In 2009 we trained about 2,000 new users across the organization. During the same timeframe, the BC program team responded to an average of 25 end-user calls per day. Training of new users on how to navigate the planning tool takes 45 minutes and is delivered classroom-style and in instructor-led, Web-based training format we developed ourselves. We also provide the end user with a one-page quick reference guide that summarizes all of the key navigation functions of the planning tool. As evidence of our success, we know that end users retain more than 95 percent of what they learned 12 months prior. The success of our training program has had a significant impact on the hours we spend training and retraining end users. As a result, we spend much more of our time consulting with business on creating a better BC plan. We launched the “Business Continuity Planning (BCP) 100% Club” to recognize Kaiser Permanente facilities and campuses where every department plan owner has reviewed and fully updated their BCP using our BC planning tool. Twenty-three facilities won the award in 2009!
Challenge No. 2 – Keep it Simple, Grow Slowly
From the very beginning, we have integrated a business continuity maturity model (BCMM) into our BC program strategy and goals. “Start simple, then grow slowly” was the tenet of our original BC program deployment.
The BCMM defines a six-level maturity framework within which organizations evolve. It identifies that BC planning practices mature over time as the organization becomes increasingly familiar with business continuity concepts, methods, and tools. This concept of evolving the BC program over time was very appealing to our national Business Continuity Management Governance Council and continues to be a recurring theme in our annual updating of the BC program goals and objectives.
Management agreed it was more important to have a successful program launch from which we could enhance planning over time than it was to create comprehensive BC plans from the start. As a starting point for the initial deployment of our BC planning tool, the BC plan template focused on a subset of the elements you might find in a comprehensive BC plan:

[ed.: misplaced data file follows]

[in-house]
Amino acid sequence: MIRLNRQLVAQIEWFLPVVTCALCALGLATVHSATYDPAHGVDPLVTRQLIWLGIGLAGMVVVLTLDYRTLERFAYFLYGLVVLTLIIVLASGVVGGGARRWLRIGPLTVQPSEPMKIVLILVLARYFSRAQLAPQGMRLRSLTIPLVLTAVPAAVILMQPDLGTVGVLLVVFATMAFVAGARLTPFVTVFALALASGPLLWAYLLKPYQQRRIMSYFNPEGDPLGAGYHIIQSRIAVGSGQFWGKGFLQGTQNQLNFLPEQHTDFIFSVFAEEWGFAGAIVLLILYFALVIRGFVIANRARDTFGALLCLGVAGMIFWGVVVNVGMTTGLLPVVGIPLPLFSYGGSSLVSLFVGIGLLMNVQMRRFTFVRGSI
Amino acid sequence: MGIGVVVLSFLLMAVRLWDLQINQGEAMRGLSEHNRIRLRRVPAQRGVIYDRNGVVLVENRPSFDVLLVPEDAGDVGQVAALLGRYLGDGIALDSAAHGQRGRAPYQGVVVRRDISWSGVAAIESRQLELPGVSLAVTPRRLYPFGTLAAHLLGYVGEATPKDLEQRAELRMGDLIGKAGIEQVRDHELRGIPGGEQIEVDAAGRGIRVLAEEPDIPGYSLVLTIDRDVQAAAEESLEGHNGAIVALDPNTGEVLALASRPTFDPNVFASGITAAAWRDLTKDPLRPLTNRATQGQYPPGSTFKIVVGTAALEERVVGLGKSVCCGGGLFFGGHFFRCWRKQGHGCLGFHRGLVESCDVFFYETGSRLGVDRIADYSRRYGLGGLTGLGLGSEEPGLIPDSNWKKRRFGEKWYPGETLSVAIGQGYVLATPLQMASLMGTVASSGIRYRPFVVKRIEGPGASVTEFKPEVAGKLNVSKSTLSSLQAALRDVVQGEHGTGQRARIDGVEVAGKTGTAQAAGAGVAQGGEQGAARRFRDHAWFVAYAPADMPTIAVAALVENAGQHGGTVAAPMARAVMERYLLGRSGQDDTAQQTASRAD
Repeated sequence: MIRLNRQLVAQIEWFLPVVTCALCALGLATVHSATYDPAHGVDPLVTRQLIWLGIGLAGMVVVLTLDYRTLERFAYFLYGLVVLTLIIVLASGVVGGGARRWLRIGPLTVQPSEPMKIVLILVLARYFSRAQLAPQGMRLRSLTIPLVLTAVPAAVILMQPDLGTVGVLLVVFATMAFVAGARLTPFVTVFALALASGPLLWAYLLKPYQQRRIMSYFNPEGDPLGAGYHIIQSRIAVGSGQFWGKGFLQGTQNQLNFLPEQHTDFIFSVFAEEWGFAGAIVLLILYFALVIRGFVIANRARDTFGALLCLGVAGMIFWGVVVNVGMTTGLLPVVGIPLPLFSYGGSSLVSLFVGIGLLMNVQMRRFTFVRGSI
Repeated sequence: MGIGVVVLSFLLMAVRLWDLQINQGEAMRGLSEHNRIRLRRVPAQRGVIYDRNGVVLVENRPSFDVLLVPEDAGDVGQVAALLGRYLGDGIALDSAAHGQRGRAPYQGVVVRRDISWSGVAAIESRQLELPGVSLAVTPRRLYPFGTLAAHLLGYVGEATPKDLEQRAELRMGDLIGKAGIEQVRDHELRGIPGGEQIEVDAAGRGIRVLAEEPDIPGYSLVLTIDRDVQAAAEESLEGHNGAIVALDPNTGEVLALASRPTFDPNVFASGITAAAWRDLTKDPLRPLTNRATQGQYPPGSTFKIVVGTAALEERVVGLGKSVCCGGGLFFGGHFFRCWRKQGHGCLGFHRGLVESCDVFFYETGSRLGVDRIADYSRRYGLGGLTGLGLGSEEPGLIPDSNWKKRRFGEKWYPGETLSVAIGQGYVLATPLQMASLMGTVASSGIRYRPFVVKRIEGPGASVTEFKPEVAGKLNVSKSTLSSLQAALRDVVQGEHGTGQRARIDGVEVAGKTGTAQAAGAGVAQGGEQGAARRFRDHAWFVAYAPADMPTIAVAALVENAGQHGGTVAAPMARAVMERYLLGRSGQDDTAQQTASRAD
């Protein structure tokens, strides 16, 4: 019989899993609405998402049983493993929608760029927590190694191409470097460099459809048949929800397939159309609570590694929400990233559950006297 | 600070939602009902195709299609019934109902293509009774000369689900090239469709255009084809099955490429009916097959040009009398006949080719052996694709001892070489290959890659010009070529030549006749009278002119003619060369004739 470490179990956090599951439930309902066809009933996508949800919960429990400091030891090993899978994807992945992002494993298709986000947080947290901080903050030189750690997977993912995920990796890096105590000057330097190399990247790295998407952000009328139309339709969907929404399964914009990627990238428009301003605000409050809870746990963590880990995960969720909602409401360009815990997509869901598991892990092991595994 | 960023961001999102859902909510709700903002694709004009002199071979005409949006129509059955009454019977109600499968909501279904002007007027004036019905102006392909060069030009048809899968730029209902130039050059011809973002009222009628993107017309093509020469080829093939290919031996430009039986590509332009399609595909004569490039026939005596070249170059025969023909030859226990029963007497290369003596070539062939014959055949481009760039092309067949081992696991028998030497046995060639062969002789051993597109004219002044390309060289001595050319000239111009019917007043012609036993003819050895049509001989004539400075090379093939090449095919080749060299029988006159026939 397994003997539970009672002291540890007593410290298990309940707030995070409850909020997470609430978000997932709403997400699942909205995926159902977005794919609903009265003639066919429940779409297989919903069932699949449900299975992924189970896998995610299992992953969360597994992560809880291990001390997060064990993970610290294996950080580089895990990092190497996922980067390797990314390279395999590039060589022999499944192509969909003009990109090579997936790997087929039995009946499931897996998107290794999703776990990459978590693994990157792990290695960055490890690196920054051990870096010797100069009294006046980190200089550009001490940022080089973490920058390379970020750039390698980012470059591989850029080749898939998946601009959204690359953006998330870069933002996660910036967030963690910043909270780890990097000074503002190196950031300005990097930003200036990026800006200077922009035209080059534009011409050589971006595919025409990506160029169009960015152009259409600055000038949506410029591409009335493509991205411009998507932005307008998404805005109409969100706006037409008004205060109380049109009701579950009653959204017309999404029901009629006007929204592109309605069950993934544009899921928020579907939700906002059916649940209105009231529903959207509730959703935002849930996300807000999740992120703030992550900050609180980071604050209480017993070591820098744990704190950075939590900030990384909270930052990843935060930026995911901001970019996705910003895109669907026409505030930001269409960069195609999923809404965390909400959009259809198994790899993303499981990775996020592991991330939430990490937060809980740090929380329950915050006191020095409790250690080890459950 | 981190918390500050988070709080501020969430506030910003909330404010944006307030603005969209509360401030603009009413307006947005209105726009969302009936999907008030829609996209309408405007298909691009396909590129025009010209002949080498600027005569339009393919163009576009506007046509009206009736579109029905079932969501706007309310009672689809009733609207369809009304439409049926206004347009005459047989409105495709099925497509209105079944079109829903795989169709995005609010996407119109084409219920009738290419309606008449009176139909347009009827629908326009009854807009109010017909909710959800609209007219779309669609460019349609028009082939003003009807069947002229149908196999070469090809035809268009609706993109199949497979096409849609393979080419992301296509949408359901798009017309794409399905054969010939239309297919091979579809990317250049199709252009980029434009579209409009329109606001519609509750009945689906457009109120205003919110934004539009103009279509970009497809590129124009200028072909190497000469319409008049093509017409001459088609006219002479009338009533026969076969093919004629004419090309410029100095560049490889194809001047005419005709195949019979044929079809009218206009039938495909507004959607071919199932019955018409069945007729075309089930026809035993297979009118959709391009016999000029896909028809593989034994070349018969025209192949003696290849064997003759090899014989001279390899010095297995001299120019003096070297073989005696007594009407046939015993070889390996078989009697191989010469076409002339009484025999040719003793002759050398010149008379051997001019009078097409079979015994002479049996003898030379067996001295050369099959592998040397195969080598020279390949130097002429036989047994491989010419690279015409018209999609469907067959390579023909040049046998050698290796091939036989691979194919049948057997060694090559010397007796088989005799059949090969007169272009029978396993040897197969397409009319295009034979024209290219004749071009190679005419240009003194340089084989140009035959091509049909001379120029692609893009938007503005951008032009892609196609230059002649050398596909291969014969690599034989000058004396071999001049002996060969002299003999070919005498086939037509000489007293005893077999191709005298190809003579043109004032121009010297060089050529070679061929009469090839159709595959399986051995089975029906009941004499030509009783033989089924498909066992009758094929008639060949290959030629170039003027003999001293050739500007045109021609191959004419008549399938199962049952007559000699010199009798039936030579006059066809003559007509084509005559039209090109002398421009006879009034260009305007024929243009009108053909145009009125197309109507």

- A thorough BIA to determine function and service recovery time objectives
- A subset of functional dependencies, e.g. IT applications, communications services, interdepartmental workflow
- High-level recovery task information
- Detailed recovery resource requirements for loss of workplace, e.g. personnel, medical and office equipment, clinical supplies, etc.
- Job action sheets linking department BC plan owner responsibilities to the hospital’s emergency operations functions
We picked a pilot medical center and worked closely with all clinical and business departments to ensure that their BC plans were complete. We then used the BC planning tool to clone copies of those plans for 29 other medical centers to use as “starting point” BC plans which they would simply edit as part of their initial BC plan build. We took a similar pilot and cloning approach to our regional and headquarters functions as well. This approach was phenomenally successful. We had greater than 95 percent participation across the organization.
This strategy of cloning plans from existing departments has continued to be valuable as Kaiser Permanente adds new facilities. Over the past seven years Kaiser Permanente has added many new facilities across the country. Initial BC plans for each of these new facilities were generated from BC plans already in place at identical or similar departments in another location.